Sam Peckinpah's "Salad Days"

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"Sam Peckinpah's 'Salad Days'" is a Monty Python's Flying Circus sketch from season 3 (episode 33).


After a preamble by Eric Idle (impersonating the British film critic Philip Jenkinson), who praises American film director Sam Peckinpah's predilection for "violence in its starkest form" (while constantly sniffling, despite the onscreen captions persistently telling him to stop), we are treated to a clip from Peckinpah's latest project, which is an adaptation of the aforementioned Salad Days musical.

Well-dressed, well-spoken, upper-class youngsters frolic in an idyllic garden around an upright piano, responding enthusiastically to Michael Palin's suggestion of a game of tennis. Things go awry when Palin is struck in the face by the ball, causing blood to seep through his fingers. He reflexively flings his racquet out of shot; we then see that it has become embedded in the stomach of a pretty girl (Nicki Howorth), who faints, tearing off Idle's arm in the process. Idle staggers across to the piano and slams down the lid, severing both hands of the pianist (John Cleese). The piano then collapses in slow motion, crushing a screaming woman to death. Somehow Graham Chapman gets impaled by the piano keyboard, which slices off a woman's head when he turns around.

The sketch then cuts back to the studio, prompting Idle to remark "pretty strong mead there from [sniffs] Sam Peckinpah", before he is gunned down in slow motion, with much spurting blood (and the caption "Tee Hee").

The end credits roll over his dying agonies, before a serious-sounding Cleese reads an apology to everyone in the entire world (which states that "they didn't mean it"), and that while they all came from broken homes and have very unhappy personal lives (especially Eric), they are actually nice, warm people underneath and urging the viewers not to write or phone complaints about the sketch since the BBC is going through an unhappy phase due to its father dying (Lord Reith had indeed died the previous year) "and BBC 2 going out with men". A second voiceover by Idle disputes the first voiceover and mentions that the BBC is "very happy at home" and that the "BBC 2 is bound to go through this phase".

This is followed by Richard Baker in a newsdesk reporting the news (which is filled with running jokes from the preceding sketches, such as the phrase Lemon Curry), then by a deliberately tranquil final scene of waves crashing against a shore. Cleese briefly walks into shot in a Conquistador costume, explaining that the scene was added to fill in time and apologising for the lack of any more jokes.


The sketch is an example of the Python team's fondness of the 'double spoof', and a forerunner of the mashup genre.[1] It targets both the genteel stage musical and the work of the controversial director Peckinpah and his exaggeration of extreme bloodshed and violence in his films.[2] By the time the sketch was shown in 1972, Peckinpah had achieved notoriety for the level of violence in his films, particularly Straw Dogs which received an X rating by the BBFC.[3] The sketch also mentions contemporary director Ken Russell.[4]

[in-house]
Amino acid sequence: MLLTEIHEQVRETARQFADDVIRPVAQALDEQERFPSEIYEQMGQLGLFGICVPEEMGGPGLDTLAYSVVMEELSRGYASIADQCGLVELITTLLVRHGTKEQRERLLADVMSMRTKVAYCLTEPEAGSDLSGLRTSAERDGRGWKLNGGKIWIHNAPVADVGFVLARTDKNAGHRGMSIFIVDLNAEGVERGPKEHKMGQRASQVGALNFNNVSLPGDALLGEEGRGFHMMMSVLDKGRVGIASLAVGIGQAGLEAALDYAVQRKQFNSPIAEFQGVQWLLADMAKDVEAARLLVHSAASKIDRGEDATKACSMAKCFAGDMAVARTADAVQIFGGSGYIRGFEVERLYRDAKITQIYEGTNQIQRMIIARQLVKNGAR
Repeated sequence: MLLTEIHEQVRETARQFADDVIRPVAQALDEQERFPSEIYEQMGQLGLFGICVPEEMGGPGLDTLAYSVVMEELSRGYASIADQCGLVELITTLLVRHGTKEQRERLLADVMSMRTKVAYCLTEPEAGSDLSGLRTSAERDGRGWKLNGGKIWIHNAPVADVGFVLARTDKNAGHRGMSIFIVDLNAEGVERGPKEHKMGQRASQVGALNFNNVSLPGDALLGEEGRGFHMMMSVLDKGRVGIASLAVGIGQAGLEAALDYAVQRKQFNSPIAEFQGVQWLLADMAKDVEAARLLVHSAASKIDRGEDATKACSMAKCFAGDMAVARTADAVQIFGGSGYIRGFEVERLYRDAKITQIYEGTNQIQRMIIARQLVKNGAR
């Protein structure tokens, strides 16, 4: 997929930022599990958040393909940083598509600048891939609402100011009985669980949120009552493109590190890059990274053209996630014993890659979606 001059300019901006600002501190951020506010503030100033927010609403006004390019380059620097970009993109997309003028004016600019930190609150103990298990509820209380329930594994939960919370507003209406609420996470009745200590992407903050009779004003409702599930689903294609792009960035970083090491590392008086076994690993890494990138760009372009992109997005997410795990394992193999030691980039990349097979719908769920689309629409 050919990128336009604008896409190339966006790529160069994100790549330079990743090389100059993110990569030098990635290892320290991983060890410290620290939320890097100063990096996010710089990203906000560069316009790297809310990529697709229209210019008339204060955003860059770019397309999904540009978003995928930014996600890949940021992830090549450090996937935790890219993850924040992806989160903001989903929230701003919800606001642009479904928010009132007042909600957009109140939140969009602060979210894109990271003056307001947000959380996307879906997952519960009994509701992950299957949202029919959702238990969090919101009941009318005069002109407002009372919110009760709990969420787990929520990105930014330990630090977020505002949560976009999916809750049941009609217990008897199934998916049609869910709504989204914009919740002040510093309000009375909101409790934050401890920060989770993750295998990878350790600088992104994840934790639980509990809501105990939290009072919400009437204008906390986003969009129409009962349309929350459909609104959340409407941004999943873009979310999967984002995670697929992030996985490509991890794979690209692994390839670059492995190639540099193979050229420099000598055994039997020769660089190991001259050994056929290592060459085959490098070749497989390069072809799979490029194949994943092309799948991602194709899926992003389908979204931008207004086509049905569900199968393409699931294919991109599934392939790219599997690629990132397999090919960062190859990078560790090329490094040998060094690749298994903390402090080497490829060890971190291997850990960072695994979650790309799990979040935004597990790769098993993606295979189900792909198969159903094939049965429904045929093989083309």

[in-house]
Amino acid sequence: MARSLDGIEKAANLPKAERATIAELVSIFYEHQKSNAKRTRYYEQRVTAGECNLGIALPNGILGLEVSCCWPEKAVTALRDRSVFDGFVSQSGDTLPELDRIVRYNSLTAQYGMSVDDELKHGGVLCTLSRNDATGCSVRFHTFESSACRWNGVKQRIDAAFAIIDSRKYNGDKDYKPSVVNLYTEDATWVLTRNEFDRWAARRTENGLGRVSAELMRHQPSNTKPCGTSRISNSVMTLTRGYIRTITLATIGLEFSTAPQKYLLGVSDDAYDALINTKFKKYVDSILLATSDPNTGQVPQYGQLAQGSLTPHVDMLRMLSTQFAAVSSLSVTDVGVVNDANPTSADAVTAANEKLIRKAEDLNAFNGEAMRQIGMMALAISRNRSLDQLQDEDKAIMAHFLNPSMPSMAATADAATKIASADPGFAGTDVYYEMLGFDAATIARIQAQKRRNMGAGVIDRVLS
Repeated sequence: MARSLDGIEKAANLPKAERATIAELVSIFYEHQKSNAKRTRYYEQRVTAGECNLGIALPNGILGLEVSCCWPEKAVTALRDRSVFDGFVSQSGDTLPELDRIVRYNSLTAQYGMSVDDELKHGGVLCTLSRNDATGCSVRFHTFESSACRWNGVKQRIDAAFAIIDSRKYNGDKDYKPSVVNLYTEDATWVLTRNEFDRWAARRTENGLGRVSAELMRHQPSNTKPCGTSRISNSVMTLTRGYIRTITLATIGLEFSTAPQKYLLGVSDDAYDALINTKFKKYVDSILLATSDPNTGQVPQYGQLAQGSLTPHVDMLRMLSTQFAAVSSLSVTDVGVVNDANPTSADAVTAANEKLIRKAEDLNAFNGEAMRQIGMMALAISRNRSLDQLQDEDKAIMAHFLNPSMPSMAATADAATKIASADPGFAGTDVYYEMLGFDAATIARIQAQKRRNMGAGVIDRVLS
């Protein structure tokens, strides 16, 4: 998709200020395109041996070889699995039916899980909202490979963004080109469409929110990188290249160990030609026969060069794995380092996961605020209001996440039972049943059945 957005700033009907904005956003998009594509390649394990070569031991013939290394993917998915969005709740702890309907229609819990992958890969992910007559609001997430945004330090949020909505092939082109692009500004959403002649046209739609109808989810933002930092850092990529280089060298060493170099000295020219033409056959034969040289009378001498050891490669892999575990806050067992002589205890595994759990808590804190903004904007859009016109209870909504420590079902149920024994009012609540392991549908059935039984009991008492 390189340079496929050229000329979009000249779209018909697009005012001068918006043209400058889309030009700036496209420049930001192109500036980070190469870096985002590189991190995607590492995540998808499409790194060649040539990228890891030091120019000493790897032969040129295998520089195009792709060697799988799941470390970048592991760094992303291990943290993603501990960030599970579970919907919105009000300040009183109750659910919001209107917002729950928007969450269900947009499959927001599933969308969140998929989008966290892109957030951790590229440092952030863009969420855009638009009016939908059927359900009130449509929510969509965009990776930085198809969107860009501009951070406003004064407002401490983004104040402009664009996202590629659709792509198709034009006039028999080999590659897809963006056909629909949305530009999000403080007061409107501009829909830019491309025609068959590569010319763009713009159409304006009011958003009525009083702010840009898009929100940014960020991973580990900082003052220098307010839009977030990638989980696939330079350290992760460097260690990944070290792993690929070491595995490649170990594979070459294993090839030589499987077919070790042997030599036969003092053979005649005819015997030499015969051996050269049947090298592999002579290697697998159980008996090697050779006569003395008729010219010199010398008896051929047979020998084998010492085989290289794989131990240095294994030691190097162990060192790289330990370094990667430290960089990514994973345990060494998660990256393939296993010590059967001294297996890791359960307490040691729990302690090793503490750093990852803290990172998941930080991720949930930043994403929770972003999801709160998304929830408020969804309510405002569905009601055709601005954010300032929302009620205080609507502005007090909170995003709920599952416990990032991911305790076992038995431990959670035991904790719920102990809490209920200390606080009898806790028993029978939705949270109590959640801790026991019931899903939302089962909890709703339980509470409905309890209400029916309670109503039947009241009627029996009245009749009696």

Director Ian MacNaughton insisted on deliberately using an excessive level of blood, telling the production team that it "cannot be overdone".[5] The slow motion technique of shooting Idle's character parodied Michelangelo Antonioni's film Zabriskie Point.[6]

This sketch follows the famous Cheese Shop sketch in the television episode.[1]


Robert Hewison's book, Monty Python: The Case Against, contains extracts from a BBC viewers panel's response to the show, and there were complaints that this particular sketch was "over the top", "horrific", and "sick".[citation needed]

"Weird Al" Yankovic referenced this sketch in his video for "You Don't Love Me Anymore", in which Robert Goulet is horribly maimed by a piano and cello bow.



  1. ^ a b Cogan, Brian; Massey, Jeff (2014). Everything I Ever Needed to Know About _____* I Learned from Monty Python. St. Martin's Press. p. 275. ISBN 978-1-466-84216-8. 
  2. ^ Cooper, Ian (2013). Bring Me the Head of Alfredo Garcia. Columbia University Press. p. 8. ISBN 978-0-231-50207-8. 
  3. ^ Fifty Hollywood Directors. Routledge. 2014. p. 356. ISBN 978-1-317-59394-2. 
  4. ^ Larsen 2008, p. 400.
  5. ^ Larsen 2008, p. 424.
  6. ^ Larsen 2008, p. 431.


  • Larsen, Darl (2008). Monty Python's Flying Circus: An Utterly Complete, Thoroughly Unillustrated, Absolutely Unauthorized Guide to Possibly All the References : from Arthur "Two-Sheds" Jackson to Zambesi. Rowman & Littlefield. ISBN 978-0-810-86131-2. 

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